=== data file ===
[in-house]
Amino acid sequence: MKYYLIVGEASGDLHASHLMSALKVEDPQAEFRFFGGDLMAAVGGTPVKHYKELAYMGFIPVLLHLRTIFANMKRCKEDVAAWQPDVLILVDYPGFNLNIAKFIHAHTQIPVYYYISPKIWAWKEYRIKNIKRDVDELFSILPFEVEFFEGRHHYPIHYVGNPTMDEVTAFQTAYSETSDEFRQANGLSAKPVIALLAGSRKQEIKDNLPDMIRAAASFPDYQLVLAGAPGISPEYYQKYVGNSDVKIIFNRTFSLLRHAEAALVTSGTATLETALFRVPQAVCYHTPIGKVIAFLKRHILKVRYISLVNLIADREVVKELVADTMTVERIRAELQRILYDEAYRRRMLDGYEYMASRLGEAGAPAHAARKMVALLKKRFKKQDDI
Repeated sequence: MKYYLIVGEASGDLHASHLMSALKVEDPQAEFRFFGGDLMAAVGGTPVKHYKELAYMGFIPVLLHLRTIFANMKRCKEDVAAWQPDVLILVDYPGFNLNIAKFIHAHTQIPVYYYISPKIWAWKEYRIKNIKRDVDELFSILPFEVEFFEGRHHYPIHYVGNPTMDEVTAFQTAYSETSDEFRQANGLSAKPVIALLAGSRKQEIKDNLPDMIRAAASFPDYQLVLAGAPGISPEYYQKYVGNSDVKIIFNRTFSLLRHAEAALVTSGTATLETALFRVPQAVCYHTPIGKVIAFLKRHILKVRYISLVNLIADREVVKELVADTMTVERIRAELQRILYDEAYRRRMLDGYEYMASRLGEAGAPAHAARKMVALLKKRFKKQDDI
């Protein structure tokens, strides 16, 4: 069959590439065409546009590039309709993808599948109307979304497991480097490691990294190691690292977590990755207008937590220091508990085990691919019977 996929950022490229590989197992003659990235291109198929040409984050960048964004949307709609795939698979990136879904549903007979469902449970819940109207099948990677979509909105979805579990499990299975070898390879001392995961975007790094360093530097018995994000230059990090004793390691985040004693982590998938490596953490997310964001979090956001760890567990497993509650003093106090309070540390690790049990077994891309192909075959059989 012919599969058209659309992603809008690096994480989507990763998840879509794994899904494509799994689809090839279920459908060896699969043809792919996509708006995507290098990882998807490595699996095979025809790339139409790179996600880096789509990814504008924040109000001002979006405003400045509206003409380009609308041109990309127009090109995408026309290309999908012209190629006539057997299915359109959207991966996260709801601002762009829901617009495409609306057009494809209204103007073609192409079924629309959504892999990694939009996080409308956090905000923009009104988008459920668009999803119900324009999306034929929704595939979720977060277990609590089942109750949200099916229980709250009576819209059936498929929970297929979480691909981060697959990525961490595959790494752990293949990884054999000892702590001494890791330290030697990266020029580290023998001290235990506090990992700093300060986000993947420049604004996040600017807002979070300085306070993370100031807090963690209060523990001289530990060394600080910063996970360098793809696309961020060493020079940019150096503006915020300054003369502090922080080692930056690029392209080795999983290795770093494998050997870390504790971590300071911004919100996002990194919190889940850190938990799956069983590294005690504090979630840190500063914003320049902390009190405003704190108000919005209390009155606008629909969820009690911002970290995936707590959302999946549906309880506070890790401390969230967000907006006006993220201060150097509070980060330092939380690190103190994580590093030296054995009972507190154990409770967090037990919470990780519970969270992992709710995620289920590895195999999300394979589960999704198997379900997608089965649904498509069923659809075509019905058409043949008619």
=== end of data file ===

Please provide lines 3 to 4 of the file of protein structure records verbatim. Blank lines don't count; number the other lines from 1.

Repeated sequence: MKYYLIVGEASGDLHASHLMSALKVEDPQAEFRFFGGDLMAAVGGTPVKHYKELAYMGFIPVLLHLRTIFANMKRCKEDVAAWQPDVLILVDYPGFNLNIAKFIHAHTQIPVYYYISPKIWAWKEYRIKNIKRDVDELFSILPFEVEFFEGRHHYPIHYVGNPTMDEVTAFQTAYSETSDEFRQANGLSAKPVIALLAGSRKQEIKDNLPDMIRAAASFPDYQLVLAGAPGISPEYYQKYVGNSDVKIIFNRTFSLLRHAEAALVTSGTATLETALFRVPQAVCYHTPIGKVIAFLKRHILKVRYISLVNLIADREVVKELVADTMTVERIRAELQRILYDEAYRRRMLDGYEYMASRLGEAGAPAHAARKMVALLKKRFKKQDDI
């Protein structure tokens, strides 16, 4: 069959590439065409546009590039309709993808599948109307979304497991480097490691990294190691690292977590990755207008937590220091508990085990691919019977 996929950022490229590989197992003659990235291109198929040409984050960048964004949307709609795939698979990136879904549903007979469902449970819940109207099948990677979509909105979805579990499990299975070898390879001392995961975007790094360093530097018995994000230059990090004793390691985040004693982590998938490596953490997310964001979090956001760890567990497993509650003093106090309070540390690790049990077994891309192909075959059989 012919599969058209659309992603809008690096994480989507990763998840879509794994899904494509799994689809090839279920459908060896699969043809792919996509708006995507290098990882998807490595699996095979025809790339139409790179996600880096789509990814504008924040109000001002979006405003400045509206003409380009609308041109990309127009090109995408026309290309999908012209190629006539057997299915359109959207991966996260709801601002762009829901617009495409609306057009494809209204103007073609192409079924629309959504892999990694939009996080409308956090905000923009009104988008459920668009999803119900324009999306034929929704595939979720977060277990609590089942109750949200099916229980709250009576819209059936498929929970297929979480691909981060697959990525961490595959790494752990293949990884054999000892702590001494890791330290030697990266020029580290023998001290235990506090990992700093300060986000993947420049604004996040600017807002979070300085306070993370100031807090963690209060523990001289530990060394600080910063996970360098793809696309961020060493020079940019150096503006915020300054003369502090922080080692930056690029392209080795999983290795770093494998050997870390504790971590300071911004919100996002990194919190889940850190938990799956069983590294005690504090979630840190500063914003320049902390009190405003704190108000919005209390009155606008629909969820009690911002970290995936707590959302999946549906309880506070890790401390969230967000907006006006993220201060150097509070980060330092939380690190103190994580590093030296054995009972507190154990409770967090037990919470990780519970969270992992709710995620289920590895195999999300394979589960999704198997379900997608089965649904498509069923659809075509019905058409043949008619």